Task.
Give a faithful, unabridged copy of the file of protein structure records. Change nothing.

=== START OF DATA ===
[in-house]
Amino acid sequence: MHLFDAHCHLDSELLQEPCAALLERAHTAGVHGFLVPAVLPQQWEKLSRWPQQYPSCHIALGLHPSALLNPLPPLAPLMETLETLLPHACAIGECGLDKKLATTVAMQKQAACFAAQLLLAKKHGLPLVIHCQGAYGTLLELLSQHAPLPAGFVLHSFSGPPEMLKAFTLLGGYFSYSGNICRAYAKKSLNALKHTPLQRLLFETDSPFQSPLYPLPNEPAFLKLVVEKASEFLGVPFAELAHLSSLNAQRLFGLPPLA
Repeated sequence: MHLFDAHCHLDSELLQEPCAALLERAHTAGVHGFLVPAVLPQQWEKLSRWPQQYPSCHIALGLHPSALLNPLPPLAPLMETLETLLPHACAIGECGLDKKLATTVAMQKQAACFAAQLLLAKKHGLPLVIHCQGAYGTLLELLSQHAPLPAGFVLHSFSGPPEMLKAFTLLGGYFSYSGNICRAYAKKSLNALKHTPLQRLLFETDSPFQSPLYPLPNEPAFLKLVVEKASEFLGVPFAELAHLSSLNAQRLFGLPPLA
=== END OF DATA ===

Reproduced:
[in-house]
Amino acid sequence: MHLFDAHCHLDSELLQEPCAALLERAHTAGVHGFLVPAVLPQQWEKLSRWPQQYPSCHIALGLHPSALLNPLPPLAPLMETLETLLPHACAIGECGLDKKLATTVAMQKQAACFAAQLLLAKKHGLPLVIHCQGAYGTLLELLSQHAPLPAGFVLHSFSGPPEMLKAFTLLGGYFSYSGNICRAYAKKSLNALKHTPLQRLLFETDSPFQSPLYPLPNEPAFLKLVVEKASEFLGVPFAELAHLSSLNAQRLFGLPPLA
Repeated sequence: MHLFDAHCHLDSELLQEPCAALLERAHTAGVHGFLVPAVLPQQWEKLSRWPQQYPSCHIALGLHPSALLNPLPPLAPLMETLETLLPHACAIGECGLDKKLATTVAMQKQAACFAAQLLLAKKHGLPLVIHCQGAYGTLLELLSQHAPLPAGFVLHSFSGPPEMLKAFTLLGGYFSYSGNICRAYAKKSLNALKHTPLQRLLFETDSPFQSPLYPLPNEPAFLKLVVEKASEFLGVPFAELAHLSSLNAQRLFGLPPLA